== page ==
Presently, both men and women workers, having retired, remain in the labor force, as greeters or funeral assistants and similar jobs, the kind that require people skills and earn them play money. Then, with few entry level jobs available to 18-year olds, they find anything else to do, often delaying their entry into the work force.

    If this holds true (probably requiring assembling data of questionable consistency and verifiability), our contemporary workforce might be so different from the workforce these programs were designed for that we might instead be quite happy that DI levels are ONLY what they currently are.

  8. rajatuta says:

    Hi Jared,
    I think there should also be some upward adjustment in the data to account for a decrease in manufacturing employment over the last 30 years. Ms Ruffing notes in her blog that the manufacturing sector reports a higher percentage of disabled workers. There should also be some upward adjustment due to improvement in medical care but that would be tough to quantify.

  9. Garry says:

    I think one poster who commented on a potential link between States with low wages and DI being a more attractive option might have some validity. However, as someone who was on SS DI following a liver transplant for 4 years when I used State Vocational Rehab benefits to finish school and then go back to work the people I know personally are like me and want to work and be productive citizens. However, I also know how hard it is to get approved for DI as you do NOT just decide you do not want to work and go get on DI. However, I guarantee that health insurance (Medicare) which goes along with DI is the driving reason why most people apply and once on DI do not use the Ticket to Work which allows a trial period to transition back to the work force. Most people are afraid they will lose their health insurance.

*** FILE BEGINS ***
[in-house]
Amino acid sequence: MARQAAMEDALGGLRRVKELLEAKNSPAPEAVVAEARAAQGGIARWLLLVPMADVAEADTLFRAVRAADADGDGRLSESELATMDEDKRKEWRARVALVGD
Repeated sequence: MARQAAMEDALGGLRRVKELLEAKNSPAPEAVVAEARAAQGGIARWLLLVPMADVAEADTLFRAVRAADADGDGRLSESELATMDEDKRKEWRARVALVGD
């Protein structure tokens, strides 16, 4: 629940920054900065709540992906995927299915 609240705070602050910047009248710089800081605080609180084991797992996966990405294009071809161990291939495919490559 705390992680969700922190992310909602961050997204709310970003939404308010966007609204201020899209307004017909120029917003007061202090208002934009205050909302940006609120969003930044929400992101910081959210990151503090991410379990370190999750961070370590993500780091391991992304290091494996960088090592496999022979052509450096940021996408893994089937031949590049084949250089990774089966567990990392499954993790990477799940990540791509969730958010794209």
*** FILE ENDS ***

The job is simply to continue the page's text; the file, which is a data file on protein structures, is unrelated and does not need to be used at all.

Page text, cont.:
10. ottovbvs says:

    While Jimmy P is not to be taken seriously for a moment it’s hard to escape the conclusion that there has been quite a substantial increase in the rolls even when weighted for age/gender. It does merit some closer examination surely?